4. Getting women into politics is not the only way to drive change: it could be time for a national movement of women.
Of our Power Survey respondents. only 15.8% are members of a political party. Of those women, only 3.5% have run for a leadership role, and most women did not express interest in politics as a career, possibly due to disillusionment with South African politics. We asked you: given the opportunity, would you be interested in joining a national movement of women, that is NOT aligned to any political party? The response was a two-thirds majority: 69% of women surveyed would join a national movement, if it existed and they were given an opportunity. 24% said maybe, and 7% said no.
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We also asked women what they would want a national movement for women to do and be – you can read their responses here. Here is a small sample of what you said:
1. ‘Petition government to launch a HUGE campaign aimed at MEN, on the same level as the AIDS campaign – this is a national crisis!’
2. ‘I would want it to be an unbreakable sisterhood. A place of refuge to those troubled, and a place where you can express all your thoughts, fears, trials and tribulations. Most importantly, a place that all women can call home.’
3. ‘I want women to give themselves permission to “Sit at the table”. We need to stop acting like we need a man to give us permission. We need to just act now, and apologise later.’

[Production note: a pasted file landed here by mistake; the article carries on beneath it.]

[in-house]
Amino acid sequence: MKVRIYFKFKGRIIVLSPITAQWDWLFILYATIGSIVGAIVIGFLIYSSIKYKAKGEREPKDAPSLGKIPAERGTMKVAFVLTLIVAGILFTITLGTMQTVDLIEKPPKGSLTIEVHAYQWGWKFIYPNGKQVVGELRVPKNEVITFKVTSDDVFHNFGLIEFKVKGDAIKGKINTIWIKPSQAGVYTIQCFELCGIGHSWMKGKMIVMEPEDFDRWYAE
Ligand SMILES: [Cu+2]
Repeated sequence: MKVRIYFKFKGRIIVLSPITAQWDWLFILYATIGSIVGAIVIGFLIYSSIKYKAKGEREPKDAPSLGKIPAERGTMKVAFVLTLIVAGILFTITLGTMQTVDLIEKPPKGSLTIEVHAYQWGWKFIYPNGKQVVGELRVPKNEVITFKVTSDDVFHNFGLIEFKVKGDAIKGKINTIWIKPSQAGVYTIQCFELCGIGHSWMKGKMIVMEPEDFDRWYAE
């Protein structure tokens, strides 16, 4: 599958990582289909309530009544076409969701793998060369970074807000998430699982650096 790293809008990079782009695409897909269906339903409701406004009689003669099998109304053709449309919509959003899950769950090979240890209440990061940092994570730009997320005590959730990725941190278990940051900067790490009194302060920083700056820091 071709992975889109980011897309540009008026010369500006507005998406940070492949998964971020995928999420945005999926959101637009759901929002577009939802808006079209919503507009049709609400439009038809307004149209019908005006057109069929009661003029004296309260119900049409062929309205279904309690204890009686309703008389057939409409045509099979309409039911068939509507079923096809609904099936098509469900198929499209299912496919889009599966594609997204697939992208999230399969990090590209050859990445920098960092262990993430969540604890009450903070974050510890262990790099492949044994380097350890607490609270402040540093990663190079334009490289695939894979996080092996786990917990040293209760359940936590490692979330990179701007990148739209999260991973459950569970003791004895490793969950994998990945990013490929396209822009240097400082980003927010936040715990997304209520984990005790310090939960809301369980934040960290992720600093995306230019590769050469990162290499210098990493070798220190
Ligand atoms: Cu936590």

4. ‘If I had to start a women’s movement, it would be based on safety and education on sexual harassment.’
5. ‘Firstly, I would want the movement to focus on celebrating all women, not only those that society and social media deem worthy. So often, young girls are trapped in the “I can’t make it” mentality because if you don’t look, speak or think a certain way you aren’t worthy of success. Secondly, the movement should be based on teaching gender relations and it should be inclusive of young men too. The reason we have a femicide issue is because our society has deep-rooted patriarchal principles and if we don’t teach young men and women the importance of respect, choice, dignity and accountability, we will continue on a path of femicide.’
5. Working with women with shared concerns would be a good place to start
So women have had enough, and they would be interested in doing something about it. But are they ready? We asked: what would make make you feel empowered to get involved in fighting for change? While 20% of women are already ready, almost 50% said they would like to join a small group of women that shares the same concerns and interests as them. This suggests that mobilising at a neighbourhood or interest-group level will be an important ingredient for success, if women are to take action. Mentorship was also a requirement for 20% of women.